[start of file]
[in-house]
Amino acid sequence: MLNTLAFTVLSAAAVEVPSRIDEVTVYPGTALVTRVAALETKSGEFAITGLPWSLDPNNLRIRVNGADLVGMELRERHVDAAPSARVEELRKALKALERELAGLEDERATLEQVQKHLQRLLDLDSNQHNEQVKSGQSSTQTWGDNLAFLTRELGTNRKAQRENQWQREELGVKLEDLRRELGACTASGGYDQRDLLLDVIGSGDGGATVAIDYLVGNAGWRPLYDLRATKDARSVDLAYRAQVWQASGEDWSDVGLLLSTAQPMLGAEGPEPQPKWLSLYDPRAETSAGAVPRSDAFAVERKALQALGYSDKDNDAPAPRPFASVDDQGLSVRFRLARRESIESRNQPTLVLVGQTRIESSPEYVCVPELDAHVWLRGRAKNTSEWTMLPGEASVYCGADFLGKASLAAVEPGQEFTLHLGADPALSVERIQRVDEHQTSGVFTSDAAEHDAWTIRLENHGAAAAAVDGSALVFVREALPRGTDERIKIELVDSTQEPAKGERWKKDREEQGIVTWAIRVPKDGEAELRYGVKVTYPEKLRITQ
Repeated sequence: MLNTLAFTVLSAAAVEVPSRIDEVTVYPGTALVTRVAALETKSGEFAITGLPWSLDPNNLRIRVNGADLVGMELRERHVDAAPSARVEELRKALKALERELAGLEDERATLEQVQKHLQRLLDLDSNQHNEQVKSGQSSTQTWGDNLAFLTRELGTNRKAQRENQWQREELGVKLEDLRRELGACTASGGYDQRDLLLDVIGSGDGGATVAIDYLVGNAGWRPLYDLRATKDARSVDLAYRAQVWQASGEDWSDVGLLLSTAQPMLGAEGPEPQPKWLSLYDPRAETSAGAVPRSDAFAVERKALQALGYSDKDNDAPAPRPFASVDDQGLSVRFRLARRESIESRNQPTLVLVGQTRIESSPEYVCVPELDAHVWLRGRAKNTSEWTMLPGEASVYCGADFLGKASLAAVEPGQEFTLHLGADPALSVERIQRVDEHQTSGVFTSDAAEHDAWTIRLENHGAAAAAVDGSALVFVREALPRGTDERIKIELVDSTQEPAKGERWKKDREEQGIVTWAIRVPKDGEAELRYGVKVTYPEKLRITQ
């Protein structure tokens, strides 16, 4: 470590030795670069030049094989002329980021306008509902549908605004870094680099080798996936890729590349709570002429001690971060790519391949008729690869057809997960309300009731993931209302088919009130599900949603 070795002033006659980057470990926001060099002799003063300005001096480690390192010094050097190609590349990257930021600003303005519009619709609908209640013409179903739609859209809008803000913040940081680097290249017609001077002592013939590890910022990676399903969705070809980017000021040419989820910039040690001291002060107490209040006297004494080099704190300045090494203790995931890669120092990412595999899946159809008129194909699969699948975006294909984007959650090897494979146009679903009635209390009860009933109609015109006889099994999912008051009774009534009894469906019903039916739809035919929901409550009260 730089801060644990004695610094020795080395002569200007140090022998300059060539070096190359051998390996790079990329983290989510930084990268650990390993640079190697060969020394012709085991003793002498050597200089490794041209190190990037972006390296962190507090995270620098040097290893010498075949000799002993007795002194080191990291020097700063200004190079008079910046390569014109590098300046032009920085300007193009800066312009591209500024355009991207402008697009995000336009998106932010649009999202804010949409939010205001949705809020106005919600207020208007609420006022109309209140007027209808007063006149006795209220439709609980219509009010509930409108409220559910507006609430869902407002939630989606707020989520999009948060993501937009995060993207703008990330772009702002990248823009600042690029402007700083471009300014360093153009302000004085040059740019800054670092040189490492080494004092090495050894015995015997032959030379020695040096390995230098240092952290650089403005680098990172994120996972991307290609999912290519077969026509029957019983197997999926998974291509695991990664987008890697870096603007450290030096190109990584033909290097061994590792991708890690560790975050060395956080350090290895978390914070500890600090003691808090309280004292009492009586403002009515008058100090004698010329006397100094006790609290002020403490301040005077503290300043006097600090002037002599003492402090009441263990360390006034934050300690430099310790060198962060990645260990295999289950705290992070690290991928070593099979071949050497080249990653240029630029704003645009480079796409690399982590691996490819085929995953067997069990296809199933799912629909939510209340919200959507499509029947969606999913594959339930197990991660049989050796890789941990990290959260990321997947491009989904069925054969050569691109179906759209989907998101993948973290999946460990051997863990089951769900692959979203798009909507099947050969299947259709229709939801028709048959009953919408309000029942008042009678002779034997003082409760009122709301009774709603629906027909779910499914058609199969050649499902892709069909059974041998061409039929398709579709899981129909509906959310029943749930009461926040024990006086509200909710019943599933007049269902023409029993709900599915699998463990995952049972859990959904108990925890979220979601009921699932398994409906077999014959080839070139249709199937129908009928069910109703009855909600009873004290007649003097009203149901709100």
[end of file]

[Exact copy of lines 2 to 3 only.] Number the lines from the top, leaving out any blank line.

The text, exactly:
Amino acid sequence: MLNTLAFTVLSAAAVEVPSRIDEVTVYPGTALVTRVAALETKSGEFAITGLPWSLDPNNLRIRVNGADLVGMELRERHVDAAPSARVEELRKALKALERELAGLEDERATLEQVQKHLQRLLDLDSNQHNEQVKSGQSSTQTWGDNLAFLTRELGTNRKAQRENQWQREELGVKLEDLRRELGACTASGGYDQRDLLLDVIGSGDGGATVAIDYLVGNAGWRPLYDLRATKDARSVDLAYRAQVWQASGEDWSDVGLLLSTAQPMLGAEGPEPQPKWLSLYDPRAETSAGAVPRSDAFAVERKALQALGYSDKDNDAPAPRPFASVDDQGLSVRFRLARRESIESRNQPTLVLVGQTRIESSPEYVCVPELDAHVWLRGRAKNTSEWTMLPGEASVYCGADFLGKASLAAVEPGQEFTLHLGADPALSVERIQRVDEHQTSGVFTSDAAEHDAWTIRLENHGAAAAAVDGSALVFVREALPRGTDERIKIELVDSTQEPAKGERWKKDREEQGIVTWAIRVPKDGEAELRYGVKVTYPEKLRITQ
Repeated sequence: MLNTLAFTVLSAAAVEVPSRIDEVTVYPGTALVTRVAALETKSGEFAITGLPWSLDPNNLRIRVNGADLVGMELRERHVDAAPSARVEELRKALKALERELAGLEDERATLEQVQKHLQRLLDLDSNQHNEQVKSGQSSTQTWGDNLAFLTRELGTNRKAQRENQWQREELGVKLEDLRRELGACTASGGYDQRDLLLDVIGSGDGGATVAIDYLVGNAGWRPLYDLRATKDARSVDLAYRAQVWQASGEDWSDVGLLLSTAQPMLGAEGPEPQPKWLSLYDPRAETSAGAVPRSDAFAVERKALQALGYSDKDNDAPAPRPFASVDDQGLSVRFRLARRESIESRNQPTLVLVGQTRIESSPEYVCVPELDAHVWLRGRAKNTSEWTMLPGEASVYCGADFLGKASLAAVEPGQEFTLHLGADPALSVERIQRVDEHQTSGVFTSDAAEHDAWTIRLENHGAAAAAVDGSALVFVREALPRGTDERIKIELVDSTQEPAKGERWKKDREEQGIVTWAIRVPKDGEAELRYGVKVTYPEKLRITQ